“Oh, what the hell-” Virgil growled as he turned to his screen. Then he stopped, blink once, and tilted his head a bit to right as if that would change what he saw. The freighters were moving a lot faster than a ship class ought, and Oberon moved just as readily as his fellows. But the weird part was their vector…
             “What… what the frack is that crazy woman doing?! Comm, get me Heffner!”
             “Heffner on!”
            He glared at her as her face appeared on his screen.
             “Captain,” he said, trying very hard to control himself, “why are your ships heading towards the enemy attackers?”
            He could feel himself turning red. This time, he decided to go with the explosion.
             “Dammit, woman, what the hell are you doing?! First you… you… you come in here and frack-up my docking schedule, and now you’re acting like you’ve got some sort of damned death wish! Just turn around and get your crew the hell out of here, instead of trying to be some damned hero!”
            Instead of replying she smiled, shook her head, and then worked a single control. That control, Virgil realized with great surprise, deactivated a bit of computer trickery of astonishing verisimilitude. He’d never even realized that she had masked her appearance… until the white and green uniform of a GIII merchant company faded away to show the truth.
            For Mallory Heffner wore the black and silver of a Golgan Defense Force Captain.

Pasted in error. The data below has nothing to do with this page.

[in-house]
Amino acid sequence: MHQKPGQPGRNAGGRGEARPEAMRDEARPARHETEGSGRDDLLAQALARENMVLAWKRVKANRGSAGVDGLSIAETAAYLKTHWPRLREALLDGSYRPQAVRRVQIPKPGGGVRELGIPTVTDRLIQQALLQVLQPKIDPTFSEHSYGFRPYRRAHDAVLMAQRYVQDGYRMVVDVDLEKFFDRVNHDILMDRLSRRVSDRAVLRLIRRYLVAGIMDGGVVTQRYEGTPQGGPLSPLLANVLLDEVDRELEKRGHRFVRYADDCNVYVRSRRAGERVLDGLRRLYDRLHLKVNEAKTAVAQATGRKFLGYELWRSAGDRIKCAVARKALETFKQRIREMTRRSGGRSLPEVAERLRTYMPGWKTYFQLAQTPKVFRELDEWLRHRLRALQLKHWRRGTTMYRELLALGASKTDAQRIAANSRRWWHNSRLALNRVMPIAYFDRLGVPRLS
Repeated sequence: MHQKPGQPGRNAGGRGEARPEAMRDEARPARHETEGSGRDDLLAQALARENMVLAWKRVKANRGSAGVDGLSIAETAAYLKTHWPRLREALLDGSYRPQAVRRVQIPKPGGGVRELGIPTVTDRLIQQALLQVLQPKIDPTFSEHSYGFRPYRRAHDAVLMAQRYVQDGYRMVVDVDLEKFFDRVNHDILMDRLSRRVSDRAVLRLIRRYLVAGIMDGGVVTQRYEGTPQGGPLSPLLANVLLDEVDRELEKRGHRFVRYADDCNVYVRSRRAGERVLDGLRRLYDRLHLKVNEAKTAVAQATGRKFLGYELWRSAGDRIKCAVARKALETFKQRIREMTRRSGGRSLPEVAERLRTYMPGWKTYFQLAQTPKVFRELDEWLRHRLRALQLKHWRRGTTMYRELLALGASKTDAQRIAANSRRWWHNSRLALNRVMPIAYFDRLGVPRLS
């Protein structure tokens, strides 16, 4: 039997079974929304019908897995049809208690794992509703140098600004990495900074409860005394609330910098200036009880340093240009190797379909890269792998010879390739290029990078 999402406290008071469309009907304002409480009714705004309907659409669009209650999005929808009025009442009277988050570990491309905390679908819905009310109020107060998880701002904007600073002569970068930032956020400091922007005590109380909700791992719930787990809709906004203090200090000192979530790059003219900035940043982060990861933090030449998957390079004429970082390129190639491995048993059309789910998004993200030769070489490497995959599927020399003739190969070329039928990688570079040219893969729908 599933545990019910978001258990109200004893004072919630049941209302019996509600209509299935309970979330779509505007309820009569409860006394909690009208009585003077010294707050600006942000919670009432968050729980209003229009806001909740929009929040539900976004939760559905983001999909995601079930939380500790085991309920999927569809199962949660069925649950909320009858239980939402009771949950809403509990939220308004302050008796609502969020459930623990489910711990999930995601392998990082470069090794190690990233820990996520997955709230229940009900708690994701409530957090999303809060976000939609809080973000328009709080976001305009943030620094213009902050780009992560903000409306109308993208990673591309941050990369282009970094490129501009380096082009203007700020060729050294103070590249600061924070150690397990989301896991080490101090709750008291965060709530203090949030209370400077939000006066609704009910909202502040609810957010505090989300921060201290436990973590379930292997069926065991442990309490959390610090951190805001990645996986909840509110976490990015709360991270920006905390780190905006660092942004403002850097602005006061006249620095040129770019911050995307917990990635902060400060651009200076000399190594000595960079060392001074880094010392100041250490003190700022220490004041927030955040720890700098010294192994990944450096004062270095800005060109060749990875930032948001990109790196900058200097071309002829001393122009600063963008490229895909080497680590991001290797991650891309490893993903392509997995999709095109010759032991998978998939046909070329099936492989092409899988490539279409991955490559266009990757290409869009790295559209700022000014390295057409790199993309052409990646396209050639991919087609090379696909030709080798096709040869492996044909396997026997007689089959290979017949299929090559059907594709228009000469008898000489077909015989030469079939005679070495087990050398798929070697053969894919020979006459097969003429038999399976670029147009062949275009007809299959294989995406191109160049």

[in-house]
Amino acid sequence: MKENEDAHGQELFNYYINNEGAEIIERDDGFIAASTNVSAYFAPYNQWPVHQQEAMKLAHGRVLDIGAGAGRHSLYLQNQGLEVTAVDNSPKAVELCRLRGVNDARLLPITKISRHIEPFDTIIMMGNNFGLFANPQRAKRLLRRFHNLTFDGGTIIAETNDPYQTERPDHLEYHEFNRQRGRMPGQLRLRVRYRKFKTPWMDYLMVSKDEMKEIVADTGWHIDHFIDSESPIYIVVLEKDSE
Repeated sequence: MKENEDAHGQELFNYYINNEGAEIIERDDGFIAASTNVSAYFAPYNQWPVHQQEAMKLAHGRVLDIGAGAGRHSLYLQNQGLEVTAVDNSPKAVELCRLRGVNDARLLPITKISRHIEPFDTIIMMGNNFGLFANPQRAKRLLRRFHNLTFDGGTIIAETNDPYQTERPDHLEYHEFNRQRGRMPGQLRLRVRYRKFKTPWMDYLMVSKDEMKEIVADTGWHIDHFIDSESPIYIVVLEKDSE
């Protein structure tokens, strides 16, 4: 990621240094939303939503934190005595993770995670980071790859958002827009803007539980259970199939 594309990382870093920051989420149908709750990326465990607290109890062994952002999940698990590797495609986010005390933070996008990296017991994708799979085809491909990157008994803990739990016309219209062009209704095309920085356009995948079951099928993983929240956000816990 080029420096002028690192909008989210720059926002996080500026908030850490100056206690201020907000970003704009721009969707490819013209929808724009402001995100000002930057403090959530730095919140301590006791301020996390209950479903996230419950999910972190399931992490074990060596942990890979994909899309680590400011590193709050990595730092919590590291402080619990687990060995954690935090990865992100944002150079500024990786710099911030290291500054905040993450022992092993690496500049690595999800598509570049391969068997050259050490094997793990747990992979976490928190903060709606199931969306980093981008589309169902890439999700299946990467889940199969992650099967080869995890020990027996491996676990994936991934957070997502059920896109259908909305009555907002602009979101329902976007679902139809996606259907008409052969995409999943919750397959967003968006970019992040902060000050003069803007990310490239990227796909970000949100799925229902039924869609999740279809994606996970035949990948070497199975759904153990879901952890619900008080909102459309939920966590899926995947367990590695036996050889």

Captain Mallory Heffner of the GDF Q-Ship Procyon, commander of GDF Q-Ship Squadron 23, smiled at the senior traffic controller. She tried very hard not laugh at him, which proved difficult given how his jaw hung somewhere around his ankles. But she was one to persevere in trying times.
             “Don’t worry about us, Virgil, this is what we came for. This is what my crew came for. Just get the rest of the ships out; we’ll buy you some time until the cavalry arrives. Out, here.”
            She cut the channel and turned to her crew.
             “Comm,” she said quietly, “all ships under way?”
             “Yes, ma’am.”
             “Good. Signal, ‘x-formation, and stout hearts’. Also, make sure the holocom link to Illuminator is on continuous update,” she said, then turned back to the tactical display and started to sing. “With a crew of drunken pilots\We’re the only airship pirates\We’re full of hot air and we’re starting to rise\We’re the terror of the skies, but a danger to ourselves now…”